Thursday, June 17, 2010

Schizo (1976)

It's a pity, I think, that Pete Walker's Schizo has been hidden away in the shadows of his more famous movies. I can guess why: the slightly generic title, no Sheila Keith in the cast and a slow first part that has way to much exposition for it's own good. But what really works is the last hour, which mixes Walker's trademark, social realism, with a very violent and bloody murder mystery that echoes giallo a long way - complete with a killer with a big knife and black gloves, some trauma in the past, some touches of the supernatural and a lot more.

Lynne Frederick plays Samantha, and does it well by the way. She later married Peter Sellers, and some claimed she did it for the money. After he died she got a big fuckload of money, and obviously spent them on drugs and alcohole and died in 1994 because of her abuse. But I think it's fair to say she did a fine performance here, as the ice skating queen who's troubled past starts to chase her in the form of a William Haskin (the great Jack Watson). But of course, as this is a murder mystery, nothing is clear and it might be someone else than Haskin that follows her and finally starts killing off her friends and close ones.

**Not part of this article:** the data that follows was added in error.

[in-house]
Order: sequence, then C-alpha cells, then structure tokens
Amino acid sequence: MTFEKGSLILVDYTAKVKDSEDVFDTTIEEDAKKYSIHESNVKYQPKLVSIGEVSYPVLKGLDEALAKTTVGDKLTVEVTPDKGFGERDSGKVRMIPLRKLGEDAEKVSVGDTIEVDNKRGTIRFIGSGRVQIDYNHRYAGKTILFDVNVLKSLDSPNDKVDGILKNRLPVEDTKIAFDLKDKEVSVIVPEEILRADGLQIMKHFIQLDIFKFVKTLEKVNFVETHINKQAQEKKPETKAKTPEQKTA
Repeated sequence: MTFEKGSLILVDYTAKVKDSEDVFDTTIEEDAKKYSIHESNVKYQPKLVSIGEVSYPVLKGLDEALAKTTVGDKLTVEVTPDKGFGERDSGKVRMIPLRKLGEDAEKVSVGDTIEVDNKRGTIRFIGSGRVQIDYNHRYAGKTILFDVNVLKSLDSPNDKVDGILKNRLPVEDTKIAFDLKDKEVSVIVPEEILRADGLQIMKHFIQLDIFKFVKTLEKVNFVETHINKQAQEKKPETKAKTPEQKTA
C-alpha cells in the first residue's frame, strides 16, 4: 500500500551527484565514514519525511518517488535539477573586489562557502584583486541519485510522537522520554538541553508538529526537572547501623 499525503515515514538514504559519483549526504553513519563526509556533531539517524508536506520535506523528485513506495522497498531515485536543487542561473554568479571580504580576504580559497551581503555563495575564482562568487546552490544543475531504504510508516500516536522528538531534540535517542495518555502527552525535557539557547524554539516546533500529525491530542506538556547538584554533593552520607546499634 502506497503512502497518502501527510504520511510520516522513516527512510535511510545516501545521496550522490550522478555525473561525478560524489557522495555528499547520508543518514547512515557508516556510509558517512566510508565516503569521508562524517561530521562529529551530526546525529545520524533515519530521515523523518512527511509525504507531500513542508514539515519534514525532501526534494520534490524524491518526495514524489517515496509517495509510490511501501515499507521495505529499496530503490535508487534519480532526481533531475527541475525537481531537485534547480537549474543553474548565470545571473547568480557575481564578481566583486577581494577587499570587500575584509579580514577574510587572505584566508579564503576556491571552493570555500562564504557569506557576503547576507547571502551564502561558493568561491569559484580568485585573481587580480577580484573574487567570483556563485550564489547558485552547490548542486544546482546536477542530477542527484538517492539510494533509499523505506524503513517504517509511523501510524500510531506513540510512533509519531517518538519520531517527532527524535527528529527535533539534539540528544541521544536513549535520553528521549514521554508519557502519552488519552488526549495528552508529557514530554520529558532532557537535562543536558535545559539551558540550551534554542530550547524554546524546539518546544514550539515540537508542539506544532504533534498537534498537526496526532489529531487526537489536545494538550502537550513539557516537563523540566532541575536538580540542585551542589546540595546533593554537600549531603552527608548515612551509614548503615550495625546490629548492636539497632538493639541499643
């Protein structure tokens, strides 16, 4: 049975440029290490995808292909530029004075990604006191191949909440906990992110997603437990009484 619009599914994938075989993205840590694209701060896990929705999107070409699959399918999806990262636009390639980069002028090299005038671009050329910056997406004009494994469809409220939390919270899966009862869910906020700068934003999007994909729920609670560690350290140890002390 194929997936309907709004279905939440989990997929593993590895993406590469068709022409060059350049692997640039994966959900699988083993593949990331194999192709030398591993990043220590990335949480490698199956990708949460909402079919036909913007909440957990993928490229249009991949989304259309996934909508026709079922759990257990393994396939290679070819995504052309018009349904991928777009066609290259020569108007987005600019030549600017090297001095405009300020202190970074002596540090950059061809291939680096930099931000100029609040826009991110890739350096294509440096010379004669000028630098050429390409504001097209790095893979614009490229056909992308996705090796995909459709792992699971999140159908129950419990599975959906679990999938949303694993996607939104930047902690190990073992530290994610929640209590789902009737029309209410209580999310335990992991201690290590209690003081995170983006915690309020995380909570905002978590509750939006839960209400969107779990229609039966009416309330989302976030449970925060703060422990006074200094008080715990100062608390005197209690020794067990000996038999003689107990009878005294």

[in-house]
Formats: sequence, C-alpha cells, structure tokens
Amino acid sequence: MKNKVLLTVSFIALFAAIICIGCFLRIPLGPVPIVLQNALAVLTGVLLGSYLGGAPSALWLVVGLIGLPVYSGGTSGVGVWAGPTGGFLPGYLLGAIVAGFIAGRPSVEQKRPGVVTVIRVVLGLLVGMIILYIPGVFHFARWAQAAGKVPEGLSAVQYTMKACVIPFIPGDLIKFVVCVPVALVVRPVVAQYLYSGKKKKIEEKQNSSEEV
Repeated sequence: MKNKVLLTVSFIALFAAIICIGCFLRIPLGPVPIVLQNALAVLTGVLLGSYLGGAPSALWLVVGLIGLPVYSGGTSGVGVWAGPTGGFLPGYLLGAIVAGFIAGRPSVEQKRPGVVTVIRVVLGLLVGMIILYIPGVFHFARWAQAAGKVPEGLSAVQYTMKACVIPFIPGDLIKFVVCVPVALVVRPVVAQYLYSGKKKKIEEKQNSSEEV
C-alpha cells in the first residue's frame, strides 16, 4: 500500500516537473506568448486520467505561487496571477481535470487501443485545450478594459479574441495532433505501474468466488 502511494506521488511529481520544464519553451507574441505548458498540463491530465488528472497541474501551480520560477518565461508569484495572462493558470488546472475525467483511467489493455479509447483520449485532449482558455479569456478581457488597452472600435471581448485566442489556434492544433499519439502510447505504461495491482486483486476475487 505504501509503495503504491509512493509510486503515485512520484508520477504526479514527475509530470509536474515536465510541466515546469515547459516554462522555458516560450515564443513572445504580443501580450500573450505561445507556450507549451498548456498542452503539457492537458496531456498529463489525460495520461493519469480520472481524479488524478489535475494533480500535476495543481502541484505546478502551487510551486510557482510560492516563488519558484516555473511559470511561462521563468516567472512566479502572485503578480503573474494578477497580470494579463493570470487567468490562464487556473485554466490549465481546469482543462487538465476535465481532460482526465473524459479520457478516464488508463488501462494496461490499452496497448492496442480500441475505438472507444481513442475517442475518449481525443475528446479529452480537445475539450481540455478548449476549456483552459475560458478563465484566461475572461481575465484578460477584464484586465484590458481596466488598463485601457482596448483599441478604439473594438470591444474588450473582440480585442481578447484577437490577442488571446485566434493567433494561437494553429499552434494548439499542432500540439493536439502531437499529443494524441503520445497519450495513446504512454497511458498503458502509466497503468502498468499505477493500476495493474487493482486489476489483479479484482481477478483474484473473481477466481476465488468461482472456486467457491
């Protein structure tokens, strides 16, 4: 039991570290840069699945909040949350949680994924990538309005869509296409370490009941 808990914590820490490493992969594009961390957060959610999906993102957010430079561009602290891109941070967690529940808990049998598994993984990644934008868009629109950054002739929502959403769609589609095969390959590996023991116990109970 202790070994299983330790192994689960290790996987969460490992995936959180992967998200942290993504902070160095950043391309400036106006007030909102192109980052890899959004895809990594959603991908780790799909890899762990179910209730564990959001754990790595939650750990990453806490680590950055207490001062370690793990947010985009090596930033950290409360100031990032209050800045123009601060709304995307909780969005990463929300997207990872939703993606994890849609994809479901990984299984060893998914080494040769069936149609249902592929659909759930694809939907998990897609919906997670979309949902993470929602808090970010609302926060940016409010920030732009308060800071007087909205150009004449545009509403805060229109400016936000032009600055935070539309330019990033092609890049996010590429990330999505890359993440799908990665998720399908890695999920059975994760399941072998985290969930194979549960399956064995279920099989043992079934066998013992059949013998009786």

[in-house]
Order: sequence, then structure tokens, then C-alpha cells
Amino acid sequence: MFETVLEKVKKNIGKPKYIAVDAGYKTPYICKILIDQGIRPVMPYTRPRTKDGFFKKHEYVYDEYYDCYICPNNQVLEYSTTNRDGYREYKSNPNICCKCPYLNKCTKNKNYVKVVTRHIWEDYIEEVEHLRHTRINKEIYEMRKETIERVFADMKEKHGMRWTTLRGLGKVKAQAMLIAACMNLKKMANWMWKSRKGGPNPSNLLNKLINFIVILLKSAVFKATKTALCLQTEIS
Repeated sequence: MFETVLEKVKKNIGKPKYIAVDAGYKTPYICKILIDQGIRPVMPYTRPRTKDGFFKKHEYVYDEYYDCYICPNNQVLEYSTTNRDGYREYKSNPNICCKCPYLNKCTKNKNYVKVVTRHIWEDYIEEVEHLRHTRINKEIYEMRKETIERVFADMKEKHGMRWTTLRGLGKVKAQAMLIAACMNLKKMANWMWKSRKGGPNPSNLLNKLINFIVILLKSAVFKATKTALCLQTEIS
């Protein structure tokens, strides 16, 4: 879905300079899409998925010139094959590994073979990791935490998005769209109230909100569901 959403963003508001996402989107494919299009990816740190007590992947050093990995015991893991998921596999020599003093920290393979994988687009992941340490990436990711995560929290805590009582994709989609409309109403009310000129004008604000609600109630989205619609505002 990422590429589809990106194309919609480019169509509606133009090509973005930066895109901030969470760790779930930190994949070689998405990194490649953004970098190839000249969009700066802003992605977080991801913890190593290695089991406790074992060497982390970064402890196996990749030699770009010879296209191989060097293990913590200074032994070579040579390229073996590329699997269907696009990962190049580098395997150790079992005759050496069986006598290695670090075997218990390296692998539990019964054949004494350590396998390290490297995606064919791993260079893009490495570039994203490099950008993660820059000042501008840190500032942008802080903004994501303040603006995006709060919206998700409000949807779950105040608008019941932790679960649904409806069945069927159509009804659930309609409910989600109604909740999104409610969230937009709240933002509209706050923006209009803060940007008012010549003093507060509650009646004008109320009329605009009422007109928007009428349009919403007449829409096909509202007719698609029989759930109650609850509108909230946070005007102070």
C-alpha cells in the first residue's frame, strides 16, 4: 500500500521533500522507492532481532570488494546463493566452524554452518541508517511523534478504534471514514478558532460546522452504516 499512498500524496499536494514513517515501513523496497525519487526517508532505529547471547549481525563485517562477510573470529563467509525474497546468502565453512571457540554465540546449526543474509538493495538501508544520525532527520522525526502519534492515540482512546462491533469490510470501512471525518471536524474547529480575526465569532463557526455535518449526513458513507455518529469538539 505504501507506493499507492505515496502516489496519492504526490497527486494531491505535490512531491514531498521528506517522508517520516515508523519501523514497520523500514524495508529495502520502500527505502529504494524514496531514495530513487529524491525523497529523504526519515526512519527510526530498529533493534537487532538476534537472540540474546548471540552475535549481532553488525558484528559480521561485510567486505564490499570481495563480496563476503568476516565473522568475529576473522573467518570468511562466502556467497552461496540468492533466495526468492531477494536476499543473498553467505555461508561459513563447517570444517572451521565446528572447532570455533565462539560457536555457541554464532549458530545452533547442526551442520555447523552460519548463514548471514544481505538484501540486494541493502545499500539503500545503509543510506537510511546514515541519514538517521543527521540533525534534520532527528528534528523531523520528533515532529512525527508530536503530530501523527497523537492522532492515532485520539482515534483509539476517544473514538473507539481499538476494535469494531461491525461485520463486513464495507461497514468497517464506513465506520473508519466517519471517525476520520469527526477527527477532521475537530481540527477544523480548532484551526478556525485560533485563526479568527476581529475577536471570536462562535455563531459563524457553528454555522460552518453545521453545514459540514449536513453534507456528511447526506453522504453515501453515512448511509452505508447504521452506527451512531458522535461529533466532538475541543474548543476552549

This is a very well made movie, and thought it starts terrible slow - to slow - it finally starts up it's engine around the one hour mark with a couple of very brutal murders, some fine suspense scenes and a story that get's more twisted and filled with red herrings as it goes on. Pete Walker has, as usual, made a realistic British movie but still kept the fun stuff. So mixed with the blood, there's some fine performances, lovely working class characters and a lot of nice and moody locations. It's bleak and pale, like a lot of British movies of the seventies, but Walker never let the blood run dry and deliver a lot of high class terror.

My favorite scene, and I think all of you will love it, is the seance. What's really interesting with this one is that it's very similar to the first scene in Dario Argento's Deep Red, from the year before, but less over-the-top and with a more realistic approach. Walker's version also has a shocking little twist which actually makes me jump a little bit everytime I see it. It's just make-up, but god damn, it works so well! It's clearly one of the best scenes in any of Peter Walker's horror movies.

I wish I could go back in time, visit Pete in the editing room and tell him that he should cut a lot of the cat-and-mouse game in the beginning, edit out a few of the red herrings - we kinda get it quite fast that some one is after her, it could be Jack Watson, and that she's quite stressed about it. Twenty minutes out = twenty thousand new fans. I'm sure of it.

Anyway, if you've been skeptical, stop being so silly. Give Schizo a try and let me hear what you think about this underrated British thriller!

1 comment:

dfordoom said...

I've liked the other Pete Walker films I've seen. I hadn't heard of that one though. I'l be looking for a copy now.